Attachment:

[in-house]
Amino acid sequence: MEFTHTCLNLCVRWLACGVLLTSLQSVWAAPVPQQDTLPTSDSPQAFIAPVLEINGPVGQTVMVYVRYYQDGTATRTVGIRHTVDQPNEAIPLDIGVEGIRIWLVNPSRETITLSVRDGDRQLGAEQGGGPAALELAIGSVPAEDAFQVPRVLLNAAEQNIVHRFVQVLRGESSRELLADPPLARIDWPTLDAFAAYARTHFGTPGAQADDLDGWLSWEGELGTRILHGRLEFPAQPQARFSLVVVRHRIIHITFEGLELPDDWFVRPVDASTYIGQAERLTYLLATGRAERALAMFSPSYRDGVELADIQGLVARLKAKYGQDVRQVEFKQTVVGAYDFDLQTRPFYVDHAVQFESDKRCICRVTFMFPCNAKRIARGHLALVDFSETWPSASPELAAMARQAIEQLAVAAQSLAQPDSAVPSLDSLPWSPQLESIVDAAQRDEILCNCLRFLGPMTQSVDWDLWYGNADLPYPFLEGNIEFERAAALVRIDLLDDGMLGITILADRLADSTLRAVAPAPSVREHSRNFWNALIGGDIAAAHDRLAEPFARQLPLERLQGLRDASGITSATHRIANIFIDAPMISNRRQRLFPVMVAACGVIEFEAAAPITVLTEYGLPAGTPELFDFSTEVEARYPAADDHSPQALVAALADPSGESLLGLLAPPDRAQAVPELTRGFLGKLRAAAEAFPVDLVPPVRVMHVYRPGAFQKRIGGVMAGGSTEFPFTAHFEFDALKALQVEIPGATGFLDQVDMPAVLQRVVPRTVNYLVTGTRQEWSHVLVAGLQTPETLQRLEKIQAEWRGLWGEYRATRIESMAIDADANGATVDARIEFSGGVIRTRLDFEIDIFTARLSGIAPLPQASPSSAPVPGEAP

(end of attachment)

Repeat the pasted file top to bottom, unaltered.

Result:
[in-house]
Amino acid sequence: MEFTHTCLNLCVRWLACGVLLTSLQSVWAAPVPQQDTLPTSDSPQAFIAPVLEINGPVGQTVMVYVRYYQDGTATRTVGIRHTVDQPNEAIPLDIGVEGIRIWLVNPSRETITLSVRDGDRQLGAEQGGGPAALELAIGSVPAEDAFQVPRVLLNAAEQNIVHRFVQVLRGESSRELLADPPLARIDWPTLDAFAAYARTHFGTPGAQADDLDGWLSWEGELGTRILHGRLEFPAQPQARFSLVVVRHRIIHITFEGLELPDDWFVRPVDASTYIGQAERLTYLLATGRAERALAMFSPSYRDGVELADIQGLVARLKAKYGQDVRQVEFKQTVVGAYDFDLQTRPFYVDHAVQFESDKRCICRVTFMFPCNAKRIARGHLALVDFSETWPSASPELAAMARQAIEQLAVAAQSLAQPDSAVPSLDSLPWSPQLESIVDAAQRDEILCNCLRFLGPMTQSVDWDLWYGNADLPYPFLEGNIEFERAAALVRIDLLDDGMLGITILADRLADSTLRAVAPAPSVREHSRNFWNALIGGDIAAAHDRLAEPFARQLPLERLQGLRDASGITSATHRIANIFIDAPMISNRRQRLFPVMVAACGVIEFEAAAPITVLTEYGLPAGTPELFDFSTEVEARYPAADDHSPQALVAALADPSGESLLGLLAPPDRAQAVPELTRGFLGKLRAAAEAFPVDLVPPVRVMHVYRPGAFQKRIGGVMAGGSTEFPFTAHFEFDALKALQVEIPGATGFLDQVDMPAVLQRVVPRTVNYLVTGTRQEWSHVLVAGLQTPETLQRLEKIQAEWRGLWGEYRATRIESMAIDADANGATVDARIEFSGGVIRTRLDFEIDIFTARLSGIAPLPQASPSSAPVPGEAP